This was the year Ohio saw a dramatic tone shift when it comes to gun policies, with Gov. John Kasich positioning himself against the Legislature.
For seven years the Republican-controlled General Assembly and Kasich worked in tandem to enact many pro-gun bills.
Kasich ran for re-election in 2014 with the NRA’s endorsement.
He signed several pieces of legislation to extend rights for concealed carry permit holders.
And measures like the “Stand Your Ground” bill, which makes it easier to use lethal force in self-defense, seemed to have momentum.
But in February, all that changed after a mass high school shooting in Parkland, Florida where 17 people were killed by a former student. That seemed to mark another turning point for Kasich when it came to guns and he changed course. The pro-Second Amendment page on his website was wiped out just hours after appearing on national news shows.
And the “Stand Your Ground” bill, which had a hearing just one day before the Parkland shooting, went dark for two months.
Rep. David Leland (D-Columbus) saw it as a time to shift focus on other things like education, jobs and healthcare.
“All of the issues that we need to be dealing with as a Legislature I don’t think we need eight different pieces of legislation dealing with expanding gun rights in the state of Ohio,” Leland said.
Then, less than a month after the Parkland shooting, Kasich released a list of what he called “common sense” gun regulations. That list included closing gaps on the National Instant Criminal Background Check system, cracking down on “straw man” purchases, banning armor-piercing ammo, outlawing bump stocks, and -- perhaps the most controversial piece -- the “red flag law” which allows the court to take a gun away from someone who poses a threat to themselves or others.
“This is something they have to work on. I don’t intend to browbeat them or…I’m going to encourage them every step of the way,” Kasich said.
The national rhetoric for more gun control was still building. Even then-House Speaker Cliff Rosenberger seemed open to talking about possible regulations, but added that it’s difficult to legislate personal behavior.
“And somebody wanting to do something bad is always going to find an avenue to be able to do that what we need to do is of course make sure we’re doing whatever it is possible to make it tough for those that want to do something bad into the future,” said Rosenberger.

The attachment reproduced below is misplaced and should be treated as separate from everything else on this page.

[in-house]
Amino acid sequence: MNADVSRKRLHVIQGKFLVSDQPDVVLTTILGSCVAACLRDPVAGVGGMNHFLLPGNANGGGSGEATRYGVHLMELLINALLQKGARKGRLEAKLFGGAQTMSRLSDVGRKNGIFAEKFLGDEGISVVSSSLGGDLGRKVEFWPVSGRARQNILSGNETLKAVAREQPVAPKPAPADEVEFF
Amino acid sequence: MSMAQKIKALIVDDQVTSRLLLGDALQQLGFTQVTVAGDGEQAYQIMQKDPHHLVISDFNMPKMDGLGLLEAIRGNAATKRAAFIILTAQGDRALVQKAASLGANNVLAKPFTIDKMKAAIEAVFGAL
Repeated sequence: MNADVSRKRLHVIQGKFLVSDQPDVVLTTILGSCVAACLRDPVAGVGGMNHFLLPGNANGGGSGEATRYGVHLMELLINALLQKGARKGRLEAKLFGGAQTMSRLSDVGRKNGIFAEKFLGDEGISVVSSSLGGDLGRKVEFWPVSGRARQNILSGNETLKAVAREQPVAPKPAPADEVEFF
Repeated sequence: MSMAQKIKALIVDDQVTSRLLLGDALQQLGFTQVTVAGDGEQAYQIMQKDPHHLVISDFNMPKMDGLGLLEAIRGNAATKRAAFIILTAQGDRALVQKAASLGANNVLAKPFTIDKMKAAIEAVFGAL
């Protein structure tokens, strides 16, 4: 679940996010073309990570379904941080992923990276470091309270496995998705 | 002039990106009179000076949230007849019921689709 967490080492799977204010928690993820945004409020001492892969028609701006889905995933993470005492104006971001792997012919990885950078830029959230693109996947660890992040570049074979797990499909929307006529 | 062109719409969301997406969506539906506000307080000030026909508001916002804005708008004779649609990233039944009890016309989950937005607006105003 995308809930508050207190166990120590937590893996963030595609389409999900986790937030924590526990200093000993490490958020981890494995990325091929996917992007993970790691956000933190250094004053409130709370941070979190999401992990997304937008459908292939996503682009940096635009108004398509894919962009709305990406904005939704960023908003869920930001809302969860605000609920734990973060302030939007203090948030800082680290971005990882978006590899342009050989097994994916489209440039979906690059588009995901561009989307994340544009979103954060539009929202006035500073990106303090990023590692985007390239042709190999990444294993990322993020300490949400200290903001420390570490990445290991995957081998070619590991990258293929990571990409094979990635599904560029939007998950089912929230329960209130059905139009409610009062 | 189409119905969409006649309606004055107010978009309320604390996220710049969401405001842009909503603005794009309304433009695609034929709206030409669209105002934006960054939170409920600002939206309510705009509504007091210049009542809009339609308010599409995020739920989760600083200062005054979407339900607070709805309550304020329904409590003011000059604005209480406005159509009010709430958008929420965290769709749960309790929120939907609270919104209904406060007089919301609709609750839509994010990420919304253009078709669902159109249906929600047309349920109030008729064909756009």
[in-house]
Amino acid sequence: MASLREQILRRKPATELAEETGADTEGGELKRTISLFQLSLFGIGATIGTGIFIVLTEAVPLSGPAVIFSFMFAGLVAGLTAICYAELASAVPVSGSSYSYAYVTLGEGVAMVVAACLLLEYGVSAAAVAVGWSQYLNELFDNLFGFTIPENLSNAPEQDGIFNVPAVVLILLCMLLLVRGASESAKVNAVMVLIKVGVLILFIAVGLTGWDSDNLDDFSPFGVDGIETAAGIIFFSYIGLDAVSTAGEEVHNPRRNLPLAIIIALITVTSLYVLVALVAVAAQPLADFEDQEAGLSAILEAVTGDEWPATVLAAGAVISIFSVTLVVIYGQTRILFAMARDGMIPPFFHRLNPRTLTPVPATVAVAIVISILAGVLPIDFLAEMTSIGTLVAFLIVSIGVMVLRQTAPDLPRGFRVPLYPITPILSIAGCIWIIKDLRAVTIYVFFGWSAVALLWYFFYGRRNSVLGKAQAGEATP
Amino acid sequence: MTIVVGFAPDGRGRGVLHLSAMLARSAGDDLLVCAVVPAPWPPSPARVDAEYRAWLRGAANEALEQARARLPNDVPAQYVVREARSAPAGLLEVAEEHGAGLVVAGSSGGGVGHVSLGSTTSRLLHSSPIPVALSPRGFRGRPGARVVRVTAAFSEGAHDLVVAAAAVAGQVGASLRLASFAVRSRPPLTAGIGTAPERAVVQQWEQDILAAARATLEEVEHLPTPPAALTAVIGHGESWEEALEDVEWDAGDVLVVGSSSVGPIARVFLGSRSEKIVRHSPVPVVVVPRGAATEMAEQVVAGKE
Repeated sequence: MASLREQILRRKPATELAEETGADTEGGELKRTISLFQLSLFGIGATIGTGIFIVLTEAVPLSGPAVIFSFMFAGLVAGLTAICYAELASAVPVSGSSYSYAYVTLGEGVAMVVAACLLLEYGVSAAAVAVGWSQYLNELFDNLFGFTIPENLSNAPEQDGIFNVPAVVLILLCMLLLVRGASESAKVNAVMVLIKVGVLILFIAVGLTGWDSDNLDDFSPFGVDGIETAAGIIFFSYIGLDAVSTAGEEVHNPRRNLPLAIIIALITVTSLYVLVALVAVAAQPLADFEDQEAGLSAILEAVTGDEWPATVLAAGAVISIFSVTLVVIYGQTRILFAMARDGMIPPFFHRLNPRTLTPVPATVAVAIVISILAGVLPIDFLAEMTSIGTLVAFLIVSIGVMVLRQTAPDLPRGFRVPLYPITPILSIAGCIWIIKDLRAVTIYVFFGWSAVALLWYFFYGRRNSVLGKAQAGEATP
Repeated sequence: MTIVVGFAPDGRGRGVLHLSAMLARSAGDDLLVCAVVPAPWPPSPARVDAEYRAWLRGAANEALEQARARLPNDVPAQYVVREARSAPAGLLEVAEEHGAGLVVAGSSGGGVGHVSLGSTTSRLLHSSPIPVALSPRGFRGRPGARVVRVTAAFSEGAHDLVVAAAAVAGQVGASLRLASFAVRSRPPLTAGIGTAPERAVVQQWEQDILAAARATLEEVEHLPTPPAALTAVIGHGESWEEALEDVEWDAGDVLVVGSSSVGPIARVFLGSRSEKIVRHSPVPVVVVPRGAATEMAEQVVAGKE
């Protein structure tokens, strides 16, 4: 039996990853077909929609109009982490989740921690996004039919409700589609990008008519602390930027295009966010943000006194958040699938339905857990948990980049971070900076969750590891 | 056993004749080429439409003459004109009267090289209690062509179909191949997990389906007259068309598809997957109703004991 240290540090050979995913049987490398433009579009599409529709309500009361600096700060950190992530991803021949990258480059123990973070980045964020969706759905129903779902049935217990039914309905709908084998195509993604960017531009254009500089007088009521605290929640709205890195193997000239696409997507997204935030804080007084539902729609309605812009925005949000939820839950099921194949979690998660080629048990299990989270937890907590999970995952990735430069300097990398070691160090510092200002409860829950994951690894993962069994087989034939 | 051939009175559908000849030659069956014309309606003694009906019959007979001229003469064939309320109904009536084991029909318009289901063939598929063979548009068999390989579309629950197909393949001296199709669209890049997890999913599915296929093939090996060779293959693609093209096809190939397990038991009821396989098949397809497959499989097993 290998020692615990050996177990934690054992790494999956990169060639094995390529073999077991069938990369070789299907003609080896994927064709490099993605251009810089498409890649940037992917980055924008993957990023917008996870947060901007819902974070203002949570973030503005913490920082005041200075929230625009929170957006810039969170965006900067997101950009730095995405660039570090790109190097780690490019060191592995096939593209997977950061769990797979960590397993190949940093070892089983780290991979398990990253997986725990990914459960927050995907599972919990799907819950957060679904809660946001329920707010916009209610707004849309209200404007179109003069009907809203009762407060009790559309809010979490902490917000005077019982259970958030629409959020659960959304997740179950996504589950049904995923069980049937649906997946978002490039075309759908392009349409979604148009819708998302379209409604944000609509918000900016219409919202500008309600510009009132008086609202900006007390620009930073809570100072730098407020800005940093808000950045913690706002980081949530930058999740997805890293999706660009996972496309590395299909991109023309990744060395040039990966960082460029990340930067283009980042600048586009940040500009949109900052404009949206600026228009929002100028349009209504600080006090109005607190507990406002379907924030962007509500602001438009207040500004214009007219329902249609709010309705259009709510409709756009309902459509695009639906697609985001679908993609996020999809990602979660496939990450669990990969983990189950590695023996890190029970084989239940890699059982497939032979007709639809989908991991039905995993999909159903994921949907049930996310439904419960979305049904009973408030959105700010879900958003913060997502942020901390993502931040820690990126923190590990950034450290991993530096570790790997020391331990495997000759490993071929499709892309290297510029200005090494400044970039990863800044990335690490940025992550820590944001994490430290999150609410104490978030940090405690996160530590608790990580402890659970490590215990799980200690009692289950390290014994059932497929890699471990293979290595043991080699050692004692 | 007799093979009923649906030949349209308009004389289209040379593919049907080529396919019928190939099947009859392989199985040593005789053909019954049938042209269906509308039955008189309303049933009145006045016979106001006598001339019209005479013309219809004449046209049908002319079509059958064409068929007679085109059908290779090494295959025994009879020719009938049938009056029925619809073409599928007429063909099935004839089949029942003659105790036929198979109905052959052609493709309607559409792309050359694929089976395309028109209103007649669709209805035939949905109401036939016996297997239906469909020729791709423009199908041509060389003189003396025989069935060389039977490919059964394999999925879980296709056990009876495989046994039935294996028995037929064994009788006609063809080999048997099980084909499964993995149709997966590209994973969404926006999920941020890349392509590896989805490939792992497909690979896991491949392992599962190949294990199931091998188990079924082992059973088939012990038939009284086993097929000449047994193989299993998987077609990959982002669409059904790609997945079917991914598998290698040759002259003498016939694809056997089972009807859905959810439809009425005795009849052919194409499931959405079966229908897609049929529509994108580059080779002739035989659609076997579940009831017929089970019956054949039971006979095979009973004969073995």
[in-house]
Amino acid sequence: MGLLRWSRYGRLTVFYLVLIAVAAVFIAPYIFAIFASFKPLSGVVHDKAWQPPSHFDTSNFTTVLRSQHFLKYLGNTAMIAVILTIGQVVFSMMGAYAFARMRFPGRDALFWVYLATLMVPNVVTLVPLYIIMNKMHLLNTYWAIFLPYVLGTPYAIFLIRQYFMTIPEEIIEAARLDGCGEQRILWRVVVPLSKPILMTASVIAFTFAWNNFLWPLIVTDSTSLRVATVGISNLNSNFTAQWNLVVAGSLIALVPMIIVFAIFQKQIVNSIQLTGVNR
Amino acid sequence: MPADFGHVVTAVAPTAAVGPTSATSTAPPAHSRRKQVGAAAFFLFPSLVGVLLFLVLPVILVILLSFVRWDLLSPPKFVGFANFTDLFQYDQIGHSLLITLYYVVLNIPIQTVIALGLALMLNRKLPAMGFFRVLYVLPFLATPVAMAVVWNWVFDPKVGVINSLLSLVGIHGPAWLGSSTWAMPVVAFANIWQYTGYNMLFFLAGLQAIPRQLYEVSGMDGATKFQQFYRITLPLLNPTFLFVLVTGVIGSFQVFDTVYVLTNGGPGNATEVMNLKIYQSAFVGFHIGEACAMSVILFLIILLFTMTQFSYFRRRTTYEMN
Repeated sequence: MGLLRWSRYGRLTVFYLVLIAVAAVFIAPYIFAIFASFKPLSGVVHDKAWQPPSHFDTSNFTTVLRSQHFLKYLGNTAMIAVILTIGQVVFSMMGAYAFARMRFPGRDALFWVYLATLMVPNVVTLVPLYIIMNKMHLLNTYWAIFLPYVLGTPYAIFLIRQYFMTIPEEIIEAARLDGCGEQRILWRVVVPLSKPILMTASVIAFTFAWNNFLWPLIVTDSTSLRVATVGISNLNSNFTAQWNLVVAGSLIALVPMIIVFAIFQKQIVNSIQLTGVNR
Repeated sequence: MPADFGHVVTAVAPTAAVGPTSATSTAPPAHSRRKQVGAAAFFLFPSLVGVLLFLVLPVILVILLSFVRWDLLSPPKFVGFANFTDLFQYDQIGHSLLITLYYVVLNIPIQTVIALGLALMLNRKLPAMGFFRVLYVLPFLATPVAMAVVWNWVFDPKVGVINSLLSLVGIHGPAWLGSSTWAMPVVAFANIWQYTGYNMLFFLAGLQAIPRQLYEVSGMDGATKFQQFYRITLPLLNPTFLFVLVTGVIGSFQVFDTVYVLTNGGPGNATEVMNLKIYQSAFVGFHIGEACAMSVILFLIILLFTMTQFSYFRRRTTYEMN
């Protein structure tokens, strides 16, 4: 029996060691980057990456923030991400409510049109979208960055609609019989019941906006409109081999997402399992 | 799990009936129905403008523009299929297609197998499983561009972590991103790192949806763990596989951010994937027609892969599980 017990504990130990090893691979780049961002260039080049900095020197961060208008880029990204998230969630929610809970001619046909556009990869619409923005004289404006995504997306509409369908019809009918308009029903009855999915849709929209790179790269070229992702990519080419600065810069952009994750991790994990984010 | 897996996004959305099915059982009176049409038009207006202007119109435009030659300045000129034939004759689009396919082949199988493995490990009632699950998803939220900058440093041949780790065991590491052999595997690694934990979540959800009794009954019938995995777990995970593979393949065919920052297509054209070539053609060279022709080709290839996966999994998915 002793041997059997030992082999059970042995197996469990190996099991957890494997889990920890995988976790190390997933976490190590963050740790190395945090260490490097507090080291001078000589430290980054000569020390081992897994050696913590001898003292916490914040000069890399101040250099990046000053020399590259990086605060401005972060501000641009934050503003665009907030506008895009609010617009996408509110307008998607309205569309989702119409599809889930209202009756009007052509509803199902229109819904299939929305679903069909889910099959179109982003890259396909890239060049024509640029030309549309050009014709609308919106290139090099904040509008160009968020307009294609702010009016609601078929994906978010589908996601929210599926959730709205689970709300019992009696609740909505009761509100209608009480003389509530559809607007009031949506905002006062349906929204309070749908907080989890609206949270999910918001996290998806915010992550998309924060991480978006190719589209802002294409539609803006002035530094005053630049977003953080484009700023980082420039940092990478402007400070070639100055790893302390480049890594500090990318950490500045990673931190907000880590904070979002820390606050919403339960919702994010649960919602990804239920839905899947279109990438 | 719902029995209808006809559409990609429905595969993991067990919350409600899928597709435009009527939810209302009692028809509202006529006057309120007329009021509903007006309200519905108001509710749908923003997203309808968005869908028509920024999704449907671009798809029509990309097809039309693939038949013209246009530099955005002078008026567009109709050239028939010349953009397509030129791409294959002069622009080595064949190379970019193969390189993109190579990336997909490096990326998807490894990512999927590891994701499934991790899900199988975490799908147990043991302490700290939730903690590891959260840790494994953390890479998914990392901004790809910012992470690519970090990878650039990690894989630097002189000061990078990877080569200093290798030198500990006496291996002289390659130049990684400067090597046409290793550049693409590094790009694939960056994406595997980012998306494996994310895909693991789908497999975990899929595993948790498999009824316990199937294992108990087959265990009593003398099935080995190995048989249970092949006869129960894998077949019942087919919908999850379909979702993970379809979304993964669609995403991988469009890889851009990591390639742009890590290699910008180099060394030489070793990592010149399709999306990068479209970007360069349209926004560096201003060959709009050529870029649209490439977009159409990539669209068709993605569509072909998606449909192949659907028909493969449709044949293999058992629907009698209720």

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But after another month, that eagerness to find common ground waned. The “Stand Your Ground” bill was back in committee, while Kasich’s proposals, in the form of HB585, didn't move in the House.
There are more than 100 references to firearms in the list of bill titles introduced by the General Assembly this session.
There was HB233, which allowed someone to carry a concealed weapon into a gun-free zone as long as -- if they were caught -- they left without incident.
A bill, HB201, to allow someone to carry a concealed weapon without getting a permit and training.
House Bill 151 to require criminal background checks before selling a gun, closing the so-called “gun show loophole.”
And SB260 would've banned so-called “assault weapons.”
None of those bills passed.
A few others did though.
A measure, HB79, to allow tactical medical professionals, such as EMTs that work with SWAT teams, to carry firearms while on duty. Kasich signed that bill.
But the focus consistently centered on the “Stand Your Ground” bill, HB288. In December, the Senate finally passed the measure but took the “Stand Your Ground” language out. That means the “duty to retreat” remained in law.
Chris Dorr with Ohio Gun Owners said the new language did not go far enough to appease his members.
“In states where the burden of proof is already on the prosecution to disprove a self-defense claim, gun owners already sit in jail so this idea that we’ve switched that over is a huge get for gun owners, it’s not,” said Dorr.
But Kasich vetoed the bill, citing his objections to other changes in self-defense laws and the General Assembly’s unwillingness to move his “red flag law.”
“Why would I sign a bill that gives more power to the gun advocates,” Kasich said while addressing the Columbus Metropolitan Club in December.
Lawmakers reconvened for a rare, post-Christmas Day session in order to override that veto, enacting the bill into law without Kasich’s approval.
Next year, the Statehouse could see yet another change in the tide when Governor-elect Mike DeWine takes office. He supports “Stand Your Ground” he also sees merit in the “red flag laws” if there’s due process.